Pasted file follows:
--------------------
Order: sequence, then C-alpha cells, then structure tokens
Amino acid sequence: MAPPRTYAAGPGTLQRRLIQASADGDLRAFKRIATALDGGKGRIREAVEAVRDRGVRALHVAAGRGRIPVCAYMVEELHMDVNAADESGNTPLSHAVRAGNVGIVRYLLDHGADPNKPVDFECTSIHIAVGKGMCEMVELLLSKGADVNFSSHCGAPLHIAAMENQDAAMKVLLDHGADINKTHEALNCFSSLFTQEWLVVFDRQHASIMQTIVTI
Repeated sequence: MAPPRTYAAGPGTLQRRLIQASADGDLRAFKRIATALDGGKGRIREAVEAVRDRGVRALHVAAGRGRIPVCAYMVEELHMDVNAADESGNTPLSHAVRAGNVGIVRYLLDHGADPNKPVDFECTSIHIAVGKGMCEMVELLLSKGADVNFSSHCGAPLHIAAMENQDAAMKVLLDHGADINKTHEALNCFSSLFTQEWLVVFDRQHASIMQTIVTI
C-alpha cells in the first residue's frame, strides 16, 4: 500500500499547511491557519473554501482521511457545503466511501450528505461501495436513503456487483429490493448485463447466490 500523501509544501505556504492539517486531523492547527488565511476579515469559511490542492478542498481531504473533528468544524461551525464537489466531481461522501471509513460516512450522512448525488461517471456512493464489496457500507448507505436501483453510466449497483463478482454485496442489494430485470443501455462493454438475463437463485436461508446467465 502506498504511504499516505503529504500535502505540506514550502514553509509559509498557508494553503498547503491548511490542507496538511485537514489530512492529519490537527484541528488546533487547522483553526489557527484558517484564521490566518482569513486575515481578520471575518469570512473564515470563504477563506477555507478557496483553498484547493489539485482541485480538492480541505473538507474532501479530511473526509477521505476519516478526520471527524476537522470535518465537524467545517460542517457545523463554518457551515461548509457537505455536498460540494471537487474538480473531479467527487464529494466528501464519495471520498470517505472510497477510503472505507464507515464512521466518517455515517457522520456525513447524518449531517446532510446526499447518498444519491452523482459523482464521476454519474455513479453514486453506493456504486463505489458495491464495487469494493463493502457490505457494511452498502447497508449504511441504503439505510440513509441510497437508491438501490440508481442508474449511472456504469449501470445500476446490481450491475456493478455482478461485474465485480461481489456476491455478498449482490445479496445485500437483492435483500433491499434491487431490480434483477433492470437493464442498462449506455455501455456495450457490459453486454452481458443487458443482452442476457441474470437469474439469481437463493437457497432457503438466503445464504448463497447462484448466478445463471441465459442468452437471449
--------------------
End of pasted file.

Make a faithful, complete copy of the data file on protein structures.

Order: sequence, then C-alpha cells, then structure tokens
Amino acid sequence: MAPPRTYAAGPGTLQRRLIQASADGDLRAFKRIATALDGGKGRIREAVEAVRDRGVRALHVAAGRGRIPVCAYMVEELHMDVNAADESGNTPLSHAVRAGNVGIVRYLLDHGADPNKPVDFECTSIHIAVGKGMCEMVELLLSKGADVNFSSHCGAPLHIAAMENQDAAMKVLLDHGADINKTHEALNCFSSLFTQEWLVVFDRQHASIMQTIVTI
Repeated sequence: MAPPRTYAAGPGTLQRRLIQASADGDLRAFKRIATALDGGKGRIREAVEAVRDRGVRALHVAAGRGRIPVCAYMVEELHMDVNAADESGNTPLSHAVRAGNVGIVRYLLDHGADPNKPVDFECTSIHIAVGKGMCEMVELLLSKGADVNFSSHCGAPLHIAAMENQDAAMKVLLDHGADINKTHEALNCFSSLFTQEWLVVFDRQHASIMQTIVTI
C-alpha cells in the first residue's frame, strides 16, 4: 500500500499547511491557519473554501482521511457545503466511501450528505461501495436513503456487483429490493448485463447466490 500523501509544501505556504492539517486531523492547527488565511476579515469559511490542492478542498481531504473533528468544524461551525464537489466531481461522501471509513460516512450522512448525488461517471456512493464489496457500507448507505436501483453510466449497483463478482454485496442489494430485470443501455462493454438475463437463485436461508446467465 502506498504511504499516505503529504500535502505540506514550502514553509509559509498557508494553503498547503491548511490542507496538511485537514489530512492529519490537527484541528488546533487547522483553526489557527484558517484564521490566518482569513486575515481578520471575518469570512473564515470563504477563506477555507478557496483553498484547493489539485482541485480538492480541505473538507474532501479530511473526509477521505476519516478526520471527524476537522470535518465537524467545517460542517457545523463554518457551515461548509457537505455536498460540494471537487474538480473531479467527487464529494466528501464519495471520498470517505472510497477510503472505507464507515464512521466518517455515517457522520456525513447524518449531517446532510446526499447518498444519491452523482459523482464521476454519474455513479453514486453506493456504486463505489458495491464495487469494493463493502457490505457494511452498502447497508449504511441504503439505510440513509441510497437508491438501490440508481442508474449511472456504469449501470445500476446490481450491475456493478455482478461485474465485480461481489456476491455478498449482490445479496445485500437483492435483500433491499434491487431490480434483477433492470437493464442498462449506455455501455456495450457490459453486454452481458443487458443482452442476457441474470437469474439469481437463493437457497432457503438466503445464504448463497447462484448466478445463471441465459442468452437471449